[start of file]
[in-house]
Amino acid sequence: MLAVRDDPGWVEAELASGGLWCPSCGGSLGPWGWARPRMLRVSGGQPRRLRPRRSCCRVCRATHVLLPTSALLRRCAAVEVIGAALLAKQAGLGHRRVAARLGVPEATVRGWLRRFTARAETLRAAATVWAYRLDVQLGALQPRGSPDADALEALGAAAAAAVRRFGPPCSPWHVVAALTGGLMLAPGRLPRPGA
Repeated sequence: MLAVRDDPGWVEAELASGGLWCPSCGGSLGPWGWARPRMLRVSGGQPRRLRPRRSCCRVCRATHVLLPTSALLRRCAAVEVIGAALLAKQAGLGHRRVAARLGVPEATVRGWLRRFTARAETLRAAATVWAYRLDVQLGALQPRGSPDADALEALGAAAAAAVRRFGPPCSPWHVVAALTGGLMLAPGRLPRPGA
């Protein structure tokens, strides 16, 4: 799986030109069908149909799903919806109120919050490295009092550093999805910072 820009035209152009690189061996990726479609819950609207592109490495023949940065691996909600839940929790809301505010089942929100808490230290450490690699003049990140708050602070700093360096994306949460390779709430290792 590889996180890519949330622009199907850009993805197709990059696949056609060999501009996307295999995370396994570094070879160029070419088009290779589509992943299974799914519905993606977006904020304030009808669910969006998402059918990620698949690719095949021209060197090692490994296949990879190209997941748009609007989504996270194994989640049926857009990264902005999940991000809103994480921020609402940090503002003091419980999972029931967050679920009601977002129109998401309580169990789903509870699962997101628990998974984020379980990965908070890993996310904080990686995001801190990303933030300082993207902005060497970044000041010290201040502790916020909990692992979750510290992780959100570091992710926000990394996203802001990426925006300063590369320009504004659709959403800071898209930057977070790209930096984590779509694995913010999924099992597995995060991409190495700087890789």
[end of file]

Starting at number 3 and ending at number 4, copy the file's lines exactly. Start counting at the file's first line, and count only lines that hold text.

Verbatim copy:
Repeated sequence: MLAVRDDPGWVEAELASGGLWCPSCGGSLGPWGWARPRMLRVSGGQPRRLRPRRSCCRVCRATHVLLPTSALLRRCAAVEVIGAALLAKQAGLGHRRVAARLGVPEATVRGWLRRFTARAETLRAAATVWAYRLDVQLGALQPRGSPDADALEALGAAAAAAVRRFGPPCSPWHVVAALTGGLMLAPGRLPRPGA
């Protein structure tokens, strides 16, 4: 799986030109069908149909799903919806109120919050490295009092550093999805910072 820009035209152009690189061996990726479609819950609207592109490495023949940065691996909600839940929790809301505010089942929100808490230290450490690699003049990140708050602070700093360096994306949460390779709430290792 590889996180890519949330622009199907850009993805197709990059696949056609060999501009996307295999995370396994570094070879160029070419088009290779589509992943299974799914519905993606977006904020304030009808669910969006998402059918990620698949690719095949021209060197090692490994296949990879190209997941748009609007989504996270194994989640049926857009990264902005999940991000809103994480921020609402940090503002003091419980999972029931967050679920009601977002129109998401309580169990789903509870699962997101628990998974984020379980990965908070890993996310904080990686995001801190990303933030300082993207902005060497970044000041010290201040502790916020909990692992979750510290992780959100570091992710926000990394996203802001990426925006300063590369320009504004659709959403800071898209930057977070790209930096984590779509694995913010999924099992597995995060991409190495700087890789």